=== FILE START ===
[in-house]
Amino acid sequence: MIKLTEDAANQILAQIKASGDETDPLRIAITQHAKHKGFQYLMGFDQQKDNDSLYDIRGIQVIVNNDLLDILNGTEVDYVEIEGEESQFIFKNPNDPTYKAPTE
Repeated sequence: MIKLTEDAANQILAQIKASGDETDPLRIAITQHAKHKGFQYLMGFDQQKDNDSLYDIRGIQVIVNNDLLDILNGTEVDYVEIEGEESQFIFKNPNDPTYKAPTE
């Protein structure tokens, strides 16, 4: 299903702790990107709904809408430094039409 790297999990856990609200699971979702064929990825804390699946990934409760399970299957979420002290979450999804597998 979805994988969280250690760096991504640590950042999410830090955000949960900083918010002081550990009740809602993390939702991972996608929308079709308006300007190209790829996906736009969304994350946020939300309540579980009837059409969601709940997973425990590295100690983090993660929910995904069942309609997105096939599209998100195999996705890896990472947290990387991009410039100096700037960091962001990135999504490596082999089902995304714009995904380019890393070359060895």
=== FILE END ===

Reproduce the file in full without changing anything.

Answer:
[in-house]
Amino acid sequence: MIKLTEDAANQILAQIKASGDETDPLRIAITQHAKHKGFQYLMGFDQQKDNDSLYDIRGIQVIVNNDLLDILNGTEVDYVEIEGEESQFIFKNPNDPTYKAPTE
Repeated sequence: MIKLTEDAANQILAQIKASGDETDPLRIAITQHAKHKGFQYLMGFDQQKDNDSLYDIRGIQVIVNNDLLDILNGTEVDYVEIEGEESQFIFKNPNDPTYKAPTE
């Protein structure tokens, strides 16, 4: 299903702790990107709904809408430094039409 790297999990856990609200699971979702064929990825804390699946990934409760399970299957979420002290979450999804597998 979805994988969280250690760096991504640590950042999410830090955000949960900083918010002081550990009740809602993390939702991972996608929308079709308006300007190209790829996906736009969304994350946020939300309540579980009837059409969601709940997973425990590295100690983090993660929910995904069942309609997105096939599209998100195999996705890896990472947290990387991009410039100096700037960091962001990135999504490596082999089902995304714009995904380019890393070359060895």